Figure 7 EXO70B1 suppresses TN2- or TN2-TIR-triggered cell death in N. tabacum. (A) and (B) TN2- or TN2-TIR-triggered cell death was suppressed by EXO70B1, but not EXO70B2, in N. tabacum. (C) and (D) AvrPtoB rescues TN2- or TN2-TIR-triggered cell death, which is suppressed by EXO70B1, in N. tabacum. Agrobacterium GV3101 cells carrying different constructs were mixed prior to adding infiltration buffer. The concentration of each agrobacteria in the mix was brought to OD600 = 0.5 and infiltrated into 5-week-old N. tabacum leaves for transient expression. Cell death was observed 36 to 48 h later. Pictures were taken 4 days postinfiltration. These experiments were repeated three times with similar results.
To further study the role of AvrPtoB in TN2-triggered cell death, we co-expressed TN2 or TN2-TIR with EXO70B1 and AvrPtoB in N. tabacum. As shown in Figures 7C, D, AvrPtoB rescued TN2- or TN2-TIR-triggered cell death, which was suppressed by EXO70B1. Similar results were observed in N. benthamiana leaves (Supplementary Figure S5). Taken together, these data indicated that EXO70B1 associates with TN2 and suppresses the activation of TN2, and TN2 is activated after the degradation of EXO70B1 by AvrPtoB in both N. tabacum and N. benthamiana.
EXO70B1 is a component of the exocyst complex and belongs to the EXO70 protein family. In this study, we show that EXO70B1 is required for early immune signaling events, such as the ROS burst and callose deposition, triggered by flg22, elf18, and chitin (Figure 1), which is consistent with the previous report on the requirement for EXO70B1 in flg22-triggered ROS burst (Stegmann et al., 2012). We also show that AvrPtoB, an effector of Pto DC3000, targets EXO70B1 to suppress plant immunity (Figures 2, 3, and 6). Overexpression of AvrPtoB in Arabidopsis leads to autoimmunity, which is partially dependent of TN2 (Figures 4 and 5). In addition, EXO70B1 inhibits the cell death triggered by TN2 (Figure 7 and Supplementary Figure S4), suggesting that EXO70B1 associates with TN2 and may maintain TN2 in an inactive status.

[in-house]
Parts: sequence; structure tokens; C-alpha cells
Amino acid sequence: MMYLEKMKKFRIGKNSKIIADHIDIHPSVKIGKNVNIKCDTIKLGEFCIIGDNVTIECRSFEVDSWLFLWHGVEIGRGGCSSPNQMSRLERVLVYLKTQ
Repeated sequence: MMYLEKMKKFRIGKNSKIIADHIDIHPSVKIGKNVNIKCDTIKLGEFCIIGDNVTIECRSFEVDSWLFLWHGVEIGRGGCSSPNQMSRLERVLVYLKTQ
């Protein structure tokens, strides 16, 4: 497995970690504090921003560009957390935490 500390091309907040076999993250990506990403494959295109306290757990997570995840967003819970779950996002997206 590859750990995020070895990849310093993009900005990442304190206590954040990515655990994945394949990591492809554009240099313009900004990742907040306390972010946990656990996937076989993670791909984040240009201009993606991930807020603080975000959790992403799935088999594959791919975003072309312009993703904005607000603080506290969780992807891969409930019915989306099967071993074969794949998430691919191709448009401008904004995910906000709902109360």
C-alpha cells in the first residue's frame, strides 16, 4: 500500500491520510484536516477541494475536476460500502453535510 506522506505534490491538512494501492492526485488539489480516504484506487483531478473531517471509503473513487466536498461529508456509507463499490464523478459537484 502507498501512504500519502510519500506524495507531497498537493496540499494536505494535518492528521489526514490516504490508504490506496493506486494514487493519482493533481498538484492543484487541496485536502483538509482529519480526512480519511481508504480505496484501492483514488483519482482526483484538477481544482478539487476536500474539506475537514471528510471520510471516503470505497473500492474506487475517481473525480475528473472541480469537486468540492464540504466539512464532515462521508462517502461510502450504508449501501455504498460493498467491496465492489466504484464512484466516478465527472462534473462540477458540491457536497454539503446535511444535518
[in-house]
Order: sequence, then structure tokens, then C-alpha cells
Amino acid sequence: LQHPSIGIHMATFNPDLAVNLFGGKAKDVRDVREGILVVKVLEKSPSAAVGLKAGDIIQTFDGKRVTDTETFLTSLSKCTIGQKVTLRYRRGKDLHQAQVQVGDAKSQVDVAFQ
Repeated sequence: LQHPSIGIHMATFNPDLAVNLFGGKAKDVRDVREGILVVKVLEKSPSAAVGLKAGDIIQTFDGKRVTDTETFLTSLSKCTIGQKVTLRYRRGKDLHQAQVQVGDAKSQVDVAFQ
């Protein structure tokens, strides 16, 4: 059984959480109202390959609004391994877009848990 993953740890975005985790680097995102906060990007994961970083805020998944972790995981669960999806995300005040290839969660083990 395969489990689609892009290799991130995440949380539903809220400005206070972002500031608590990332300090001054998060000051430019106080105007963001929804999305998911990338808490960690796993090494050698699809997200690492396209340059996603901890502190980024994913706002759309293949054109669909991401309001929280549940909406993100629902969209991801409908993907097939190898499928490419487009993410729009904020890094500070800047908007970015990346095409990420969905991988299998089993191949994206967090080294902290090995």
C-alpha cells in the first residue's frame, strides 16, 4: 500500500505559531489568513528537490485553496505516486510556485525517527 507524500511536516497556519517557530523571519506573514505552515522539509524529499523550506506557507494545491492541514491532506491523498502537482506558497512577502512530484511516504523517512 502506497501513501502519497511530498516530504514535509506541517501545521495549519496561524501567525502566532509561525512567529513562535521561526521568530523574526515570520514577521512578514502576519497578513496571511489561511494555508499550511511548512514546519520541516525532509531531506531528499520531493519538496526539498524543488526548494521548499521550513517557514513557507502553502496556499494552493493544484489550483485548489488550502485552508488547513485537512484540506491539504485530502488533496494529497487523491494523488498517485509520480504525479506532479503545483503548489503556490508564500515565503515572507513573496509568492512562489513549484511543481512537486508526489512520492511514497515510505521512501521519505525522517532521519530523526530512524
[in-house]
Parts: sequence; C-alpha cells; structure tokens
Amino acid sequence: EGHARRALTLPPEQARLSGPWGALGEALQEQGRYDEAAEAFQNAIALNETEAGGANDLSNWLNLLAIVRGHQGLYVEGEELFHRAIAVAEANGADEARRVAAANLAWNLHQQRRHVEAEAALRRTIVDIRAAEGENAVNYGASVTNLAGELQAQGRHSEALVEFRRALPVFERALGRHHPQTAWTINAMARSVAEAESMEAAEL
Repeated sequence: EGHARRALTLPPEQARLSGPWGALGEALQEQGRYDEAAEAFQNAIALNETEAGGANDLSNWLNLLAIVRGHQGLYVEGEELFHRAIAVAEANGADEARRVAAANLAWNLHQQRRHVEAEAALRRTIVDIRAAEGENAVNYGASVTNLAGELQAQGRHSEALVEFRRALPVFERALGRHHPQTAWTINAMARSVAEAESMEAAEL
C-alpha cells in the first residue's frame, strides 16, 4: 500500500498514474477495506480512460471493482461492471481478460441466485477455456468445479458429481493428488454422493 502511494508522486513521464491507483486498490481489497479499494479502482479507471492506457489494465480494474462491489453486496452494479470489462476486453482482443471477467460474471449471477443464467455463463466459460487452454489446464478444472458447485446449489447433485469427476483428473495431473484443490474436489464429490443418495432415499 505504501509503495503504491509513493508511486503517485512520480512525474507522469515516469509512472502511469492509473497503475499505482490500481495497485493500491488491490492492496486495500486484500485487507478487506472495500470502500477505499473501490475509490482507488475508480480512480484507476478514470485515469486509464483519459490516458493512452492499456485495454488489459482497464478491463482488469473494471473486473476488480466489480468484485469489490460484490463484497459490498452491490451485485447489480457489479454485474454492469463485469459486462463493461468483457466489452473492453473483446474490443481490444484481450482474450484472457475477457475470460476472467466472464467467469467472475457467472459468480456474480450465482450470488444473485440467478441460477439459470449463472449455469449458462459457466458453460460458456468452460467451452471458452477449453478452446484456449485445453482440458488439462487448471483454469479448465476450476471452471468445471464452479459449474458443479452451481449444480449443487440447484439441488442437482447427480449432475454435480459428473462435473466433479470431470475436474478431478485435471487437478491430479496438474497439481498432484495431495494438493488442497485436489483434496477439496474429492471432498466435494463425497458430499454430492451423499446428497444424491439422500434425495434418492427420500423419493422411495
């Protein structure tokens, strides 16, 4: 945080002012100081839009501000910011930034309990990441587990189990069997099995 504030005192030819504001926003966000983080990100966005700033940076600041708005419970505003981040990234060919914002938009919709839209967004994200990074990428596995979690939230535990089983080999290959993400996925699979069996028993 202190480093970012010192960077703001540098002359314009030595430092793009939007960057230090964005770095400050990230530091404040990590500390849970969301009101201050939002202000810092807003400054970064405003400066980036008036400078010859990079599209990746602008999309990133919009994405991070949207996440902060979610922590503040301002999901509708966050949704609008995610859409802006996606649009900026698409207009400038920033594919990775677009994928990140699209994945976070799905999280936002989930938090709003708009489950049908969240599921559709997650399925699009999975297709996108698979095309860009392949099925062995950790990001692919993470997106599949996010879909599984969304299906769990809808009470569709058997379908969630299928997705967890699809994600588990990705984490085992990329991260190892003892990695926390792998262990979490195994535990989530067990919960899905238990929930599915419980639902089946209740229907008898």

In vesicle trafficking, exocytosis plays fundamental roles by maintaining membrane integrity and contributing to membrane remodeling in response to altered environmental conditions (Ding et al., 2011). RIN4 recruits EXO70B1 to the PM, and AvrRpt2 can release both RIN4 and EXO70B1 to the cytoplasm, indicating that the localization of EXO70B1 at PM may be required for plant immunity (Sabol et al., 2017). The exo70B1-3 mutant was compromised in early responses to multiple PAMPs, which is likely due to impaired PRRs signaling. Future studies will need to determine whether EXO70B1-associated exocyst complex contributes to the recycling of important components in PTI signaling. Despite the importance of the exocyst complex in vesicle trafficking and immune signaling, very few effectors are reported to target the components of the exocyst complex. In rice, the effector Avr-Pii from the rice blast fungus Magnaporthe oryzae interacts with OsEXO70F2 and OsEXO70F3, and OsEXO70F3, not EXO70F2, is specifically involved in Pii-dependent resistance (Fujisaki et al., 2015). Similarly, in this study, we show that both EXO70B1 and EXO70B2 interact with AvrPtoB (Figure 2 and Supplementary Figure S2), but only EXO70B1 is ubiquitinated by AvrPtoB (Figure 3 and Supplementary Figure S2). These results indicated that AvrPtoB associates with both EXO70B1 and EXO70B2 as EXO70B1 and EXO70B2 show the highest sequence similarity, but AvrPtoB specifically ubiquitinates and mediates the degradation of EXO70B1 to suppress EXO70B1-related plant immune responses.